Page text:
Thursday, July 12, 2012
Earlier this week, Texas trial court judge Gisela Triana ruled that the atmosphere is part of the common law public trust, such that the state bears the responsibility to preserve and protect it for future generations. Several scholars, including Mary Wood at the University of Oregon School of Law, have advocated this theory for some time; until this case, however, courts regularly have dismissed such claims as addressing public policy matters that are solely for consideration and action by the political branches of government.
Judge Triana’s interpretation of the public trust is particularly broad. In the face of the Texas Commission on Environmental Quality’s claim that the public trust doctrine is applicable only to water, Judge Triana wrote that the public trust doctrine “includes all natural resources of the state.” Nevertheless, she found appropriate the state’s “refusal to exercise its authority” to regulate greenhouse gases “a reasonable exercise of its discretion” in light of other ongoing climate litigation, including Texas’ joining multiple sister states in challenging the Environmental Protection Agency’s climate rules (which the D.C. Circuit recently upheld).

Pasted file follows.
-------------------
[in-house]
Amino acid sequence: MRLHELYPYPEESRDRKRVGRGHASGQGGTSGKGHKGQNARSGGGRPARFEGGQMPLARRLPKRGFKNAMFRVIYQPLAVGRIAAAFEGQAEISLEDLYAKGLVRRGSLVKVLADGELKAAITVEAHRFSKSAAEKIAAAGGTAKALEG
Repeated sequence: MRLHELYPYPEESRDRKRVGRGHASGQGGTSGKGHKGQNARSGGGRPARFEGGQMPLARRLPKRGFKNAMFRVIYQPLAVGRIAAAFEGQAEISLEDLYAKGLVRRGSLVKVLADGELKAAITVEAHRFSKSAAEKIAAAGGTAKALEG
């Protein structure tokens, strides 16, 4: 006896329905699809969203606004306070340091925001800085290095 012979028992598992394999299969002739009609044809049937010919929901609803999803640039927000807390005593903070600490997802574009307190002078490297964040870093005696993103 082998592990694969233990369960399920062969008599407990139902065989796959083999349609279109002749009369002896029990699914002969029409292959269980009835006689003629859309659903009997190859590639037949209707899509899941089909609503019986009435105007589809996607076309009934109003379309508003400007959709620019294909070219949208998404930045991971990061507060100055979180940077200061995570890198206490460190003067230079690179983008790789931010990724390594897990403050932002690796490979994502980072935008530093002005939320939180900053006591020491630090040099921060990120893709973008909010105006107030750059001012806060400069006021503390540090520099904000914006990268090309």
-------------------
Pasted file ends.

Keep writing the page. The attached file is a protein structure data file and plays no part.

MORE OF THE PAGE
Nearly a dozen similar suits claiming that the atmosphere is protected under the public trust doctrine are proceeding in other states. Stay tuned to the Environmental Law Prof Blog for any important updates in this developing area of law.